Day of the Tentacle
Release Date: June 25, 1993
Platform Played On: PC
2018 Placement: #12 (-1)
What It Is:
The sequel to Maniac Mansion, Day of the Tentacle is another point-and-click adventure that follows the adventures of Bernard (from the first game), Laverne, and Hoagie (two new characters) as they attempt to save the world from a super intelligent Purple Tentacle. Unlike Maniac Mansion, which had multiple characters that could change how any given playthrough was solved, Day of the Tentacle is a more straightforward adventure – well, as straightforward as three people trapped in three different time periods using a Port-a-John to flush each other puzzle solutions can be.
It’s filled with irreverent humor, stupid puns, and bad jokes, but the overall game is the best point-and-click adventure of the LucasArts golden age. From finding a way to get George Washington to chop down a lemon tree, to dressing a mummy so it’ll win a beauty contest, to figuring out how to get fake barf off the ceiling (and more importantly what you’d even need that for later), the puzzles in this game make you think really hard about what you have at your disposal while never really getting to the “oh, well I GUESS that makes sense as an interaction” territory that some of the more complicated point-and-click adventures have.
Why It’s Important To Me:
Point-and-click adventures were my favorite genre of game growing up. Sam and Max Hit the Road, Full Throttle, The Dig, and Day of the Tentacle were pretty much the main games I played on my PC. The later revitalization of the genre missed the mark, either making the puzzles too complex or not complex enough. But Day of the Tentacle hit a particular sweet spot. All the main characters are engaging: I can still exactly hear Bernard, Laverne, and Hoagie’s voices in my head as they tell me what I can and can’t do with items. And all the supporting characters are fantastic too: from Green and Purple Tentacle to Weird Ed Edison to Benjamin Franklin, each character is funny and a blast to interact with.
This is by far my favorite of the entire genre. It has callbacks to Maniac Mansion (the poor hamster) as well as standing enough on its own that it’s worthwhile to play – I’d never played the original game before I played this for the first time, and yet it was instantly a favorite. I played this through enough times that when the Remastered version came out I was able to Platinum it fairly easily without a guide. It’s one of those games that will always be ingrained in my memory as a classic of the medium, even if the genre itself has warped and changed in the nearly 30 years since it released.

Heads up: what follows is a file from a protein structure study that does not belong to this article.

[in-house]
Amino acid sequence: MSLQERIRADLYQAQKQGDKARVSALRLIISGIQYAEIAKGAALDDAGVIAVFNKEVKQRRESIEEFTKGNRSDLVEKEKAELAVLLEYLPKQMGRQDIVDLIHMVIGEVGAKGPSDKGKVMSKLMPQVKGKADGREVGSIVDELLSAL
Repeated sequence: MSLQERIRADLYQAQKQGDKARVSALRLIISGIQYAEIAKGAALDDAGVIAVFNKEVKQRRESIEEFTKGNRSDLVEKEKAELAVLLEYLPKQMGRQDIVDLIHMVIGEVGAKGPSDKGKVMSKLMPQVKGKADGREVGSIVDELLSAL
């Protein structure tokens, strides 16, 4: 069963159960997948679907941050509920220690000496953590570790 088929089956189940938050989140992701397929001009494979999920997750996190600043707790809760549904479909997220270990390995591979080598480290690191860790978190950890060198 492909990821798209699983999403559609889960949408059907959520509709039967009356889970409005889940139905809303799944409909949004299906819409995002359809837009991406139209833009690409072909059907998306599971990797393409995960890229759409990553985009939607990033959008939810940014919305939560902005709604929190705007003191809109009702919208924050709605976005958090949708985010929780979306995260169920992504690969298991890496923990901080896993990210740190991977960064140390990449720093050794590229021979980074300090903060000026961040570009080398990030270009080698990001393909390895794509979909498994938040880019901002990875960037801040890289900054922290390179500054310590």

My Strongest Memory:
At some point in the game as Bernard, you find Nurse Edna sitting in a rolling chair in the security room. You can push the chair, but she grabs onto a statue and keeps herself from being flung completely out of the room. Now the solution to this puzzle isn’t super hard, but as a kid, for some reason the solution evaded me for a long while as I played the game. I can still remember the glee I got when Edna finally went spinning out of the room and crashing down the stairs after I solved it.
As Bernard says: “You know what they say: if you want to save the world, you have to push a few old ladies down the stairs.”
There’s also the rivalry between Bernard and Oozo the Clown, the absolute rockin’ banger that Green Tentacle plays in his room (and you can hear throughout the entire house as Bernard), and just…Laverne in her entirety. This game was endlessly quotable by my friends and I definitely give it credit for shaping a chunk of my sense of humor at an early age.
Why It’s #13:
It’s a classic. It will always be a classic. I sadly don’t dip into the genre itself as much anymore due to losing my patience for complicated puzzles – as a kid when you only have a limited supply of games it’s either solve the puzzle or do homework. Day of the Tentacle comes as naturally to me now to the point that it’s like redoing a crossword that’s already filled in. But I love it all the same and it will always rank high in my heart.